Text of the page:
“Pastor Mark, have you heard about the accident on I-69 (The freeway by our home)?” This question came over my phone from a young lady in our church. “Yes, I have heard about the accident.” I responded. Everybody knew about this accident on August 6th in the evening because traffic was backed up for miles in each direction.
“My Aunt Trixie is in the hospital with injuries from the accident. ” the young lady continued. There was a pause and then she added: “My Uncle George didn’t make it.” I was in my chair sitting and quite stunned. I had seen George yesterday in church and now I hear the news that he is dead.
The next day, The Lansing State Journal published the details of the accident. A truck had run into George and Trixie’s car. The traffic was already stopped on the freeway because of another accident. George had no way to escape as the truck smashed into the line of cars without braking.
I don’t always understand the ways of God, but this whole event has helped me to focus on the Lord, death and my life. A sudden death has a way of making one think about eternity and one’s relationship with God.
1. George’s death reminds me to be grateful for my salvation. Several months before, I had heard George share his testimony of how he had come to know Jesus Christ as Savior. When I saw him the day before his death, he didn’t know that the Lord would call him home the next day. One of the most difficult things to do as a pastor is to do a funeral of a person who dies without the knowledge of the Savior. I am glad that when I do George’s funeral later this Friday, I can say: “For to me to live is Christ, and to die is gain.” George is in the presence of the Lord because of the saving grace of His Savior, Jesus Christ.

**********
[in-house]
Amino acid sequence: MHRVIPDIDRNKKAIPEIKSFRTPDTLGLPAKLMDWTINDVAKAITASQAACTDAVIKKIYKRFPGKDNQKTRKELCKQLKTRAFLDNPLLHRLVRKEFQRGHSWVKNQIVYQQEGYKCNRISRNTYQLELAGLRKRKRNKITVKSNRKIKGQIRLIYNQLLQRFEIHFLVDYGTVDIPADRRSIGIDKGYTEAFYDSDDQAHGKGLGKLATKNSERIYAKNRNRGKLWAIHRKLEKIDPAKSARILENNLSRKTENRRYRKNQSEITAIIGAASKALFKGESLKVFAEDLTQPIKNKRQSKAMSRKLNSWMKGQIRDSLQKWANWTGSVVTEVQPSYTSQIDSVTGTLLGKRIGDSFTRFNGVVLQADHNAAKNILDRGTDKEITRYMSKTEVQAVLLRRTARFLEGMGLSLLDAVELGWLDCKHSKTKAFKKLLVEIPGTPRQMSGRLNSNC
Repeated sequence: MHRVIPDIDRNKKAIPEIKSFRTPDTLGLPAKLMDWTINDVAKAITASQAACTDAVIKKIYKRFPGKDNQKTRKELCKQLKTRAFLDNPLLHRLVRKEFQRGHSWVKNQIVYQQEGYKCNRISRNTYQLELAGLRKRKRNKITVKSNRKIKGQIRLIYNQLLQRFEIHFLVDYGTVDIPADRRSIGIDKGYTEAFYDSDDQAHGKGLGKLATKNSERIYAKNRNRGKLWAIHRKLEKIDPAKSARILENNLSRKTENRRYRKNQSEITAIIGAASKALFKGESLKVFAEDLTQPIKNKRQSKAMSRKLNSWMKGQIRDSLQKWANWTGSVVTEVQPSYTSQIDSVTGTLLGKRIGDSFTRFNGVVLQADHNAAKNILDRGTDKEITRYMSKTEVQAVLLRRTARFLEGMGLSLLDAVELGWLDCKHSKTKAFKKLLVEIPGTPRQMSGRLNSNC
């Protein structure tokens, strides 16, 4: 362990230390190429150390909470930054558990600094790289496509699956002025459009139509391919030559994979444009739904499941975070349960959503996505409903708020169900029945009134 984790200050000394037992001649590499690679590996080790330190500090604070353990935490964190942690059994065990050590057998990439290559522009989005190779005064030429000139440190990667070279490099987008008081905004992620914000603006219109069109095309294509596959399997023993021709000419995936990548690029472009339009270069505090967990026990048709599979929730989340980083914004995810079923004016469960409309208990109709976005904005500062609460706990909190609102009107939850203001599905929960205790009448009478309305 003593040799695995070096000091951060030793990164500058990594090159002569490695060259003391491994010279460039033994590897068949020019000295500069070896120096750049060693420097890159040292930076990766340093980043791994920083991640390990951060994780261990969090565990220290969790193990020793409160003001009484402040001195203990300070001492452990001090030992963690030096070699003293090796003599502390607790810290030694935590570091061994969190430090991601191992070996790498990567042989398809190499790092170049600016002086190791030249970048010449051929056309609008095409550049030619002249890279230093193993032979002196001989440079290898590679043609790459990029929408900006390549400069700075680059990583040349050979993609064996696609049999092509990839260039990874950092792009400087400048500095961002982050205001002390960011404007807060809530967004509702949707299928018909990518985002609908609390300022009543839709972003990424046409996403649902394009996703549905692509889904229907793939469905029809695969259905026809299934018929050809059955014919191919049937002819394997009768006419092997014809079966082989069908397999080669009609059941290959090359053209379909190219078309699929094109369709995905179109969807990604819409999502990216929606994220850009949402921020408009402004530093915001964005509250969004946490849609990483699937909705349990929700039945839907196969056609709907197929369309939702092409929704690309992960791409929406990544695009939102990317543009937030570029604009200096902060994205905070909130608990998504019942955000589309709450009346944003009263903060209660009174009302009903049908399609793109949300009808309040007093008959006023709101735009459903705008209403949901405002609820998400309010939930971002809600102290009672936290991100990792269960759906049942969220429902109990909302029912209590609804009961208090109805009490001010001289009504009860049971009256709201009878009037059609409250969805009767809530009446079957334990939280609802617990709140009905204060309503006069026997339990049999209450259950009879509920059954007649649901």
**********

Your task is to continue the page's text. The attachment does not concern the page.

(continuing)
2. George’s death helps me to see the reality of God’s grace. In recent days, I have visited Trixie a few times in the hospital and now in rehab. Thankfully, she is improving physically. I am amazed by the peace of God that is radiating from her life. She grieves for the temporary loss of her husband, but God’s grace and comfort is obvious in her life. God has used Trixie to show me that He is real in times of great hardship and pain. Trixie’s faith has encouraged me to know in a fresh way that God’s grace is real. As the Lord said to Paul: “My grace is sufficient for thee: for my strength is made perfect in weakness.” (2 Corinthians 12:9)
3. George’s death helps me to see that each day is a gift from God. George had invested his life in helping others. He had a gift of helps and service which he used in the lives of others. I definitely have different gifts and talents than George, but am I using what God has given me for His glory each and every day? Paul near the time of his death was able to say: “I have finished my course, I have kept the faith.” (2 Timothy 4:7) Will I be able to say these same words?
In the coming weeks, I will have more thoughts concerning George’s entrance into the presence of the Lord I am glad for the words of Christ: “I am the resurrection and the life.” For the believer, death is the entrance unto eternal life. This is only made possible by the great sacrifice of Jesus Christ on the cross. “But God commendeth his love toward us, in that, while we were yet sinners, Christ died for us.” (Romans 5:8)
Some people may feel that George’s death is a waste, but from God’s perspective this is far from true. George affected many people’s lives while he was alive, but he is now affecting many lives in his death, including myself. I thank God for the privilege of having known George.